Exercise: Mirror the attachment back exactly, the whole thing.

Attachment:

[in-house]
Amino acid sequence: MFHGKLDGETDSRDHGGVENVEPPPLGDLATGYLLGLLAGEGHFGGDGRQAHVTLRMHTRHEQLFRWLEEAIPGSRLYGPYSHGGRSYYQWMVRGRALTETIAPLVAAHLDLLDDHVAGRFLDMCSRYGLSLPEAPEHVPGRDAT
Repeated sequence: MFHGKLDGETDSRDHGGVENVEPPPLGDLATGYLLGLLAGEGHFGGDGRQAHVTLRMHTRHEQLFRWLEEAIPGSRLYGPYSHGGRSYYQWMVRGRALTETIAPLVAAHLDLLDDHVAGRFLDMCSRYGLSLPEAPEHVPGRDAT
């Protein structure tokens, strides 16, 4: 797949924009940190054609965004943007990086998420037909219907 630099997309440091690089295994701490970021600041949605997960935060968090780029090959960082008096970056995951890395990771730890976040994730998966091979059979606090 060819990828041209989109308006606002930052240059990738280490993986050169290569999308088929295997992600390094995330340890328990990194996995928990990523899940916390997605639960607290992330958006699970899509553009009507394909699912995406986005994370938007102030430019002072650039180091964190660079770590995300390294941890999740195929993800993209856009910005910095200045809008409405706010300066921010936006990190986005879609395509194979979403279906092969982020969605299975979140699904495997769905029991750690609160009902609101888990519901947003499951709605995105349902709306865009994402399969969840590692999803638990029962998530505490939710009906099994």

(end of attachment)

[in-house]
Amino acid sequence: MFHGKLDGETDSRDHGGVENVEPPPLGDLATGYLLGLLAGEGHFGGDGRQAHVTLRMHTRHEQLFRWLEEAIPGSRLYGPYSHGGRSYYQWMVRGRALTETIAPLVAAHLDLLDDHVAGRFLDMCSRYGLSLPEAPEHVPGRDAT
Repeated sequence: MFHGKLDGETDSRDHGGVENVEPPPLGDLATGYLLGLLAGEGHFGGDGRQAHVTLRMHTRHEQLFRWLEEAIPGSRLYGPYSHGGRSYYQWMVRGRALTETIAPLVAAHLDLLDDHVAGRFLDMCSRYGLSLPEAPEHVPGRDAT
């Protein structure tokens, strides 16, 4: 797949924009940190054609965004943007990086998420037909219907 630099997309440091690089295994701490970021600041949605997960935060968090780029090959960082008096970056995951890395990771730890976040994730998966091979059979606090 060819990828041209989109308006606002930052240059990738280490993986050169290569999308088929295997992600390094995330340890328990990194996995928990990523899940916390997605639960607290992330958006699970899509553009009507394909699912995406986005994370938007102030430019002072650039180091964190660079770590995300390294941890999740195929993800993209856009910005910095200045809008409405706010300066921010936006990190986005879609395509194979979403279906092969982020969605299975979140699904495997769905029991750690609160009902609101888990519901947003499951709605995105349902709306865009994402399969969840590692999803638990029962998530505490939710009906099994």